SUMMARY OF THE INVENTION In achievement of the above-stated general objective, a preferred embodiment of the invention comprises automatically operable record tape handling apparatus including means for establishing a pair of adjacent stacks of tape cartridges, and sound reproducing head means positioned and adapted to engage an play the tape of the lowermost cartridge in one of the stacks. In especial ac' cordance with the invention, means is provided for sliding a spent cartridge from its playing position to a position beneath the cartridges of the other stack, for feeding the upper cartridge of the last recited other stack onto the top of the one stack, and for dropping the next lower cartridge of the one stack into position for playing.

Advantageously, an operator of the apparatus need only insert the tape cartridges into the means for establishing the pair of stacks, after which the apparatus is operable automatically to present a cartridge for engagement of its tape by the sound reproducing head.

For a complete understanding of the invention, and the preferred manner of achieving its objectives and advantages, reference is made to the following description, taken in light of the accompanying drawing.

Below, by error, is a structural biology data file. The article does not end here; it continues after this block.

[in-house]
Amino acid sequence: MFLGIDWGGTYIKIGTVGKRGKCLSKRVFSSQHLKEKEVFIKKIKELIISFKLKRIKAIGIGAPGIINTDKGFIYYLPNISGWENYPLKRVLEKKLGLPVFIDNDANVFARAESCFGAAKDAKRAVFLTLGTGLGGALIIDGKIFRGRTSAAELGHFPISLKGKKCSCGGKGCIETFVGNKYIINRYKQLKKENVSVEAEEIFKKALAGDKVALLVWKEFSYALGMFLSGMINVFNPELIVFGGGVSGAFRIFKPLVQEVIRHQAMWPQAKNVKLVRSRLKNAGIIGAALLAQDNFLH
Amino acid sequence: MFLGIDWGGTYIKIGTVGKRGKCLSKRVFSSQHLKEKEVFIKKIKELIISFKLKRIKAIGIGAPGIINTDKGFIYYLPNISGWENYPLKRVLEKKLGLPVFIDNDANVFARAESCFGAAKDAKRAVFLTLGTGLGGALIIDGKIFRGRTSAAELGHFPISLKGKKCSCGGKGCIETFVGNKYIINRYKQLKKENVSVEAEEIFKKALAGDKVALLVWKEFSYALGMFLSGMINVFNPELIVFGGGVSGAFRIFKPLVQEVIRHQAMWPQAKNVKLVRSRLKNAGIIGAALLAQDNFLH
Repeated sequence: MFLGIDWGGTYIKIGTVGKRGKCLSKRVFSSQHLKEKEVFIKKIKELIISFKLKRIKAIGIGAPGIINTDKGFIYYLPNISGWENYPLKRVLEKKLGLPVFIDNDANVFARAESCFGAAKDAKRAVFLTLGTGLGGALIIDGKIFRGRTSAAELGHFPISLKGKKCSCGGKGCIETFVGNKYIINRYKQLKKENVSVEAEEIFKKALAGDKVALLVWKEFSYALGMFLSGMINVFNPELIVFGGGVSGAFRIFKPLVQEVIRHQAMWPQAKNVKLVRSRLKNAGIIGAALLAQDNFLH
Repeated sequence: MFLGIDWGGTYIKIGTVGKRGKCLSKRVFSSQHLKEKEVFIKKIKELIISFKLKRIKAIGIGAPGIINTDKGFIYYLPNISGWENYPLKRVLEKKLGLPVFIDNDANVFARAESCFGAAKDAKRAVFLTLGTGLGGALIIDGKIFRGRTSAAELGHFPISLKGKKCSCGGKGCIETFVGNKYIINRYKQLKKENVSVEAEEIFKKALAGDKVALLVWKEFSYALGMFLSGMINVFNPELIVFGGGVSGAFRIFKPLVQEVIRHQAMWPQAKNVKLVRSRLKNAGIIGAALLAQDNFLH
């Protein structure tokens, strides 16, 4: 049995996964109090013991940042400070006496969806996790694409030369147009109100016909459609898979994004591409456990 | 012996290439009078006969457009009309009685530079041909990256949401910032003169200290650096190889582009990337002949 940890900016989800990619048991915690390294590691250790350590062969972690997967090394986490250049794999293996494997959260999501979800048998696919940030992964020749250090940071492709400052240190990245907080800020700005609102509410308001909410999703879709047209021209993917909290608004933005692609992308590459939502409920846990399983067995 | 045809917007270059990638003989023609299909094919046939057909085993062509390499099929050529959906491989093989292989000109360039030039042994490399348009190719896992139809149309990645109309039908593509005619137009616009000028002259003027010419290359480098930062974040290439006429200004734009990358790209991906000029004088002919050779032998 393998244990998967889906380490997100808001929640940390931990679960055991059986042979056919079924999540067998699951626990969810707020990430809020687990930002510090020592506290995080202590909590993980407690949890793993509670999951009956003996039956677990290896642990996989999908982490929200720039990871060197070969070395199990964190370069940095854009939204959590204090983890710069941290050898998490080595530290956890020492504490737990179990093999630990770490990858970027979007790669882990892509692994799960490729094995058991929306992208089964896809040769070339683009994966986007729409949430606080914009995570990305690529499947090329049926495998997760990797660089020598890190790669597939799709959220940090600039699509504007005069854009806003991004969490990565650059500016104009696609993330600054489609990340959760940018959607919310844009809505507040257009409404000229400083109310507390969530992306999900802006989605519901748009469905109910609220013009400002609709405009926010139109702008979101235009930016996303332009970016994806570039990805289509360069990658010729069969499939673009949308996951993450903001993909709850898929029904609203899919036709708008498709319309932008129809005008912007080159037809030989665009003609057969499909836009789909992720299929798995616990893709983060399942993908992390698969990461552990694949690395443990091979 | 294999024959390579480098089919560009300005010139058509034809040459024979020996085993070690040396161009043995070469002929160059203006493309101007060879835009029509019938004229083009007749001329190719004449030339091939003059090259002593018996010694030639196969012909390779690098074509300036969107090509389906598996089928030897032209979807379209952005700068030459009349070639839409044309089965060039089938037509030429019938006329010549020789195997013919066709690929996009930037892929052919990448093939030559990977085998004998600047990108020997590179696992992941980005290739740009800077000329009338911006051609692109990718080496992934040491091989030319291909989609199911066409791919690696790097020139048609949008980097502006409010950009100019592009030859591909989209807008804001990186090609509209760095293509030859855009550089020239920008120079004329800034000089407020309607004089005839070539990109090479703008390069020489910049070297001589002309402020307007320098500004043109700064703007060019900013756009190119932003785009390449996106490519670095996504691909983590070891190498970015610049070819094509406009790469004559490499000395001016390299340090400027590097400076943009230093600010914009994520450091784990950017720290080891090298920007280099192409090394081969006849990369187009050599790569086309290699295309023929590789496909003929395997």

BRIEF DESCRIPTION OF THE DRAWING FIGURE 1 is a perspective showing, on a reduced scale, of tape handling apparatus embodying the invention;

3,477,726 Patented Nov. 11, 1969 ice FIGURE 2 is an elevational showing, partly in section, of a portion of the apparatus seen looking in the direction of arrows 2-2 applied to FIGURE l, but on a largenscale, and illustrating operational features of the mventlon;

FIGURE 3 is a plan view of apparatus seen in FIG- URE 2, with some parts removed for the sake of convenience of illustration;

FIGURES 4 to 8 are somewhat diagrammatic gures illustrating the sequence of operation of apparatus embodying the invention; and

FIGURE 9 is a schematic showing of an electrical lcircuit which may be used with yapparatus embodying the 1nvention.

DESCRIPTION OF THE PREFERRED EMBODIMENT With more detailed reference to the drawing, and irst to FIGURES l, 2, and 3, a combination tape recordingplaying device 10 is constructed and operable to handle magnetic recording tape of the `type contained in `a cartridge 11 commonly known as a cassette As is known and appears in broken lines in FIGURE 3, such a cartridge 11 comprises a pair of spaced spools 12 for storing tape 13 driven from one spool to another on spindles 19. The tape and spools are housed within a casing 14, and tape 13 is threaded from one spool to another by way of apertures (not shown) provided along an edge of the casing and through which the tape is accessible to a suitably presented sound reproducing head 15, as well as to drive and pinch rollers 20 and 21, respectively, arranged to engage tape 13 and to drive the same past the head. Drive roller 20 and spindles 19 are driven by a conventional belt, pulley, an slip clutch arrangement 39, 39a, 39h energized by a motor 46.